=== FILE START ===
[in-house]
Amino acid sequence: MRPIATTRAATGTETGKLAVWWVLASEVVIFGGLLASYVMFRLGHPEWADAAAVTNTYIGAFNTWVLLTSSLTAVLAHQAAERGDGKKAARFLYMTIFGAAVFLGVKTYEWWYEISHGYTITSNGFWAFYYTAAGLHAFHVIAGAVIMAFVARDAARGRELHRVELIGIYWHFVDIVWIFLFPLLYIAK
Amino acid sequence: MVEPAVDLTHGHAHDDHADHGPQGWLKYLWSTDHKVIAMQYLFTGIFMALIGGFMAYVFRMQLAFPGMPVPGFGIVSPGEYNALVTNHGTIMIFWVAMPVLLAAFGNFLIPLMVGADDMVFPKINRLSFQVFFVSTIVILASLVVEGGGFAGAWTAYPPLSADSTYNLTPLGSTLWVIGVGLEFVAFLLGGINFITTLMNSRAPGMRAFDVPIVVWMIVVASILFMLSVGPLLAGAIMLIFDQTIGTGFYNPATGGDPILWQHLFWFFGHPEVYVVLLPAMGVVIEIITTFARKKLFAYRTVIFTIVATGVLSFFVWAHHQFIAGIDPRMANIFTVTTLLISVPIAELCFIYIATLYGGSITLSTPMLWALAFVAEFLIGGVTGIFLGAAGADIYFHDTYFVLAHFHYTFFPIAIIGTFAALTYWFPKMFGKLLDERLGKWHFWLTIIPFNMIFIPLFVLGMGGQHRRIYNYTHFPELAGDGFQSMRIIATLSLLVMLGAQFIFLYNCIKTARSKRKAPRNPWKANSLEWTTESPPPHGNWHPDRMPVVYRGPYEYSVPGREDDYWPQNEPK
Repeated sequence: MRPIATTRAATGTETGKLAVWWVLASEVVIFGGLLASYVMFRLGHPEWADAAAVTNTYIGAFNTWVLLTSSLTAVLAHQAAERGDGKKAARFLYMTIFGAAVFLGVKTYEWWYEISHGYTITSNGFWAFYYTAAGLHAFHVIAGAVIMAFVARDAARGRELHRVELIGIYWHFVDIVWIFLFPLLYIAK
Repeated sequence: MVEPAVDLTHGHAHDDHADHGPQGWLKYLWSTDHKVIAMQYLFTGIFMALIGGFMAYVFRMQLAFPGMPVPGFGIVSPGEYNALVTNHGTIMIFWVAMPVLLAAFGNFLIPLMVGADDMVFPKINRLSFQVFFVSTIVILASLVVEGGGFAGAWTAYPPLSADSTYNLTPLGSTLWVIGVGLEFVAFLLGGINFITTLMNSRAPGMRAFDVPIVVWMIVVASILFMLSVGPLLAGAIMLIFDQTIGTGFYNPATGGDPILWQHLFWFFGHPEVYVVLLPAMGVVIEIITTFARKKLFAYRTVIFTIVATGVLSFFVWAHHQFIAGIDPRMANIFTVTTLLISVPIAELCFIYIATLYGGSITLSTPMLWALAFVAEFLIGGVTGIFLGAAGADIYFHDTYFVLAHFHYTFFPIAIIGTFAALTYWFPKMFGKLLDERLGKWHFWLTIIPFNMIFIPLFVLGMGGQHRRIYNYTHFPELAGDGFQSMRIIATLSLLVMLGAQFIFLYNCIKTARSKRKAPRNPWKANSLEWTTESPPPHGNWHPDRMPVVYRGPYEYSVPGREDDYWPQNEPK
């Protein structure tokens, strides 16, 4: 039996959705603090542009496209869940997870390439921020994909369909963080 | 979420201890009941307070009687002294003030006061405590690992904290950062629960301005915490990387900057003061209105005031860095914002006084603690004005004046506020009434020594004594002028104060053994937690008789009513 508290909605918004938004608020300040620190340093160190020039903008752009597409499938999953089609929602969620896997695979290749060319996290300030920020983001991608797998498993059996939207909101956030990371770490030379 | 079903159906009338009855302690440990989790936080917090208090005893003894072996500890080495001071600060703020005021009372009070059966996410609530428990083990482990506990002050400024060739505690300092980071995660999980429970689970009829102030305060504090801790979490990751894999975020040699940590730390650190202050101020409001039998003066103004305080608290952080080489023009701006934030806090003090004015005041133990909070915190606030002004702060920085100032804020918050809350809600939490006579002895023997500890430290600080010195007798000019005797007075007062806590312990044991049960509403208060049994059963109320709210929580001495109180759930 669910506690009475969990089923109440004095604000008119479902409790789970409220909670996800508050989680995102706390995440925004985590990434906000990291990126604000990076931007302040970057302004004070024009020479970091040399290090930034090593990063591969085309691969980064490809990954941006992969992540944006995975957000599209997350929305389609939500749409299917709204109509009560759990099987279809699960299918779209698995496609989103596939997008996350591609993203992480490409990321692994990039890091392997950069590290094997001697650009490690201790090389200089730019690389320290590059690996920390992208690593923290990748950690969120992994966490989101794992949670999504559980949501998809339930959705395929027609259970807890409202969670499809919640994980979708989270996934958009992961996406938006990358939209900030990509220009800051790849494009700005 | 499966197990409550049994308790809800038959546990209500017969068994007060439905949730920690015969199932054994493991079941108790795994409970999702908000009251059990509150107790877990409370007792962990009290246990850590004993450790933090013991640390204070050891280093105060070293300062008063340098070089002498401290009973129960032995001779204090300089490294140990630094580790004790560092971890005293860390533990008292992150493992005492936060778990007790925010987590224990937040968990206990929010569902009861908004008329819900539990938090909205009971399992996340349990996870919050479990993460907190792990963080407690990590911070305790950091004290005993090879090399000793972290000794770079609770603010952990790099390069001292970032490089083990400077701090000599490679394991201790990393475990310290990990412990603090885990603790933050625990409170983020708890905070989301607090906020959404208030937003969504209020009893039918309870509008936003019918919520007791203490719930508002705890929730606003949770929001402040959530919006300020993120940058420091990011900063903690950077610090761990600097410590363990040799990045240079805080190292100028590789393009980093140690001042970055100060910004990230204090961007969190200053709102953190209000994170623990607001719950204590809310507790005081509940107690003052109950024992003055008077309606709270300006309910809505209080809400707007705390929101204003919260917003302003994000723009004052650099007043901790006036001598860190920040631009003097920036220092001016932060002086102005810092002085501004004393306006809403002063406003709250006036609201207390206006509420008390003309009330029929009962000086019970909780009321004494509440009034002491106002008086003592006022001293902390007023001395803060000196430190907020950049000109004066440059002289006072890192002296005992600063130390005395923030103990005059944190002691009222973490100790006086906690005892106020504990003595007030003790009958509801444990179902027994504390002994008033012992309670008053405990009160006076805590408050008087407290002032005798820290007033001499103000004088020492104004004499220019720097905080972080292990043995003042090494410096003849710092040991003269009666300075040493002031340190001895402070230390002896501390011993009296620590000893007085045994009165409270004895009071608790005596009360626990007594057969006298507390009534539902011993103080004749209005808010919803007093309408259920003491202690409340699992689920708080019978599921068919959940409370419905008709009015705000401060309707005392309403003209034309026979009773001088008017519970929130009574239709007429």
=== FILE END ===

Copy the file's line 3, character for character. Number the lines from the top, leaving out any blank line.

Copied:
Amino acid sequence: MVEPAVDLTHGHAHDDHADHGPQGWLKYLWSTDHKVIAMQYLFTGIFMALIGGFMAYVFRMQLAFPGMPVPGFGIVSPGEYNALVTNHGTIMIFWVAMPVLLAAFGNFLIPLMVGADDMVFPKINRLSFQVFFVSTIVILASLVVEGGGFAGAWTAYPPLSADSTYNLTPLGSTLWVIGVGLEFVAFLLGGINFITTLMNSRAPGMRAFDVPIVVWMIVVASILFMLSVGPLLAGAIMLIFDQTIGTGFYNPATGGDPILWQHLFWFFGHPEVYVVLLPAMGVVIEIITTFARKKLFAYRTVIFTIVATGVLSFFVWAHHQFIAGIDPRMANIFTVTTLLISVPIAELCFIYIATLYGGSITLSTPMLWALAFVAEFLIGGVTGIFLGAAGADIYFHDTYFVLAHFHYTFFPIAIIGTFAALTYWFPKMFGKLLDERLGKWHFWLTIIPFNMIFIPLFVLGMGGQHRRIYNYTHFPELAGDGFQSMRIIATLSLLVMLGAQFIFLYNCIKTARSKRKAPRNPWKANSLEWTTESPPPHGNWHPDRMPVVYRGPYEYSVPGREDDYWPQNEPK